News flash: Numbers can talk!
In addition to using the numbers we crunched last week to create a budget that increases your odds of success, here’s another simple use:
One of the hardest things for producers to do is to say “No.” Who wants to say no when a director, a designer, your child, or anybody asks for something? Believe it or not, we would love to be able to say “Yes” to everything. Unfortunately, it’s our job to say no when the request doesn’t assist us with our #1 responsibility.
So, whenever possible, I let my numbers say no for me.
There’s no arguing with numbers. While artistic tastes may vary, numbers are not ambiguous. They are indisputable (as long as they are from reputable sources and triple verified). I find this most helpful during negotiations. And the great thing is, it’s not a negotiating trick or tactic. It’s not a game. It’s just the truth.
For example, with my Backed-In Budget (my name for designing a budget based on what the market is bearing), we know the average length of a run for a Broadway revival. So use it. When an agent asks for something that doesn’t fit in the model, say, “Did you know that since 1984, the average run of a musical revival was only 51.59 weeks” and so on, using the statistics for average attendance and ticket price and so on. Most likely, the model for your production will be higher than the average, so you’ll be able to tell the agent that you’re already above and beyond what the market is bearing, so there is no way to justify additional expenses.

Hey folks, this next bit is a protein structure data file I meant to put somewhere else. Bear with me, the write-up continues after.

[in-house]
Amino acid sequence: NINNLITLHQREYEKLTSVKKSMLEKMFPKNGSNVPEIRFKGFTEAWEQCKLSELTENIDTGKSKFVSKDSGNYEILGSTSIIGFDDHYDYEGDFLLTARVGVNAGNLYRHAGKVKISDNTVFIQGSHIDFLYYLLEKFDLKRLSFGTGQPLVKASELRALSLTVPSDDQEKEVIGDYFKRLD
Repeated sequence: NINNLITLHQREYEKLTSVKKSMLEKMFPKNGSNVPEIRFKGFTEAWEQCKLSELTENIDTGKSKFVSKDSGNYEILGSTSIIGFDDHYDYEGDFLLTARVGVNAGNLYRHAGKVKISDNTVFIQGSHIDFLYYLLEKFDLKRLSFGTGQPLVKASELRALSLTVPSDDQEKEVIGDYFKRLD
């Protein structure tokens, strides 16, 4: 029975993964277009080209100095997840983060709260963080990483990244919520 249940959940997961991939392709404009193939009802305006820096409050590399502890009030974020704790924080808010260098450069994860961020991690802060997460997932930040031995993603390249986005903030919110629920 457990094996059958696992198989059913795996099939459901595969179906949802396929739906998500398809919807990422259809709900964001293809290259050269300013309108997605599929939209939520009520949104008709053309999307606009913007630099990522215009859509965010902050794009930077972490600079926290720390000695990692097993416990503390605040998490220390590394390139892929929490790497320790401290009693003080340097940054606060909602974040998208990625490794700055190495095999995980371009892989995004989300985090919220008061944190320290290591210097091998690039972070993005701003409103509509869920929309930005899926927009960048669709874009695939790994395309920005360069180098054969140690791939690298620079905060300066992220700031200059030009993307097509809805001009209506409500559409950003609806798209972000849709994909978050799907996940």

Here’s what I predict will be the response, if you’ve done your homework:
Because there is no response to the right set of numbers.
Want a practical example? When I was negotiating contracts for Altar Boyz and an agent or someone asked for something that didn’t fit in the model, my response was, “If you can tell me the name of an Off-Broadway book musical that recouped its investment in the last 10 years, I’ll give you double what you want.”
There’s a bet I knew I wouldn’t lose.
Again, it wasn’t a tactic or me trying to bully anyone. It was the unfortunate truth. To make it up to the people who were making sacrifices for the show we bonused them with a portion of profits post-recoupment. We kept costs down trying to get us to this seemingly impossible feat, and if we got there, everyone would win . . . and most likely they will earn more than they wanted in the first place.
And we’ll get to recoupment. I’m going to make damn sure that no other Producer can use that same question in a future negotiation. Sorry, guys. 🙂
Even if you think you’re a great negotiator, always let the figures talk first and last. Because numbers are the best negotiators.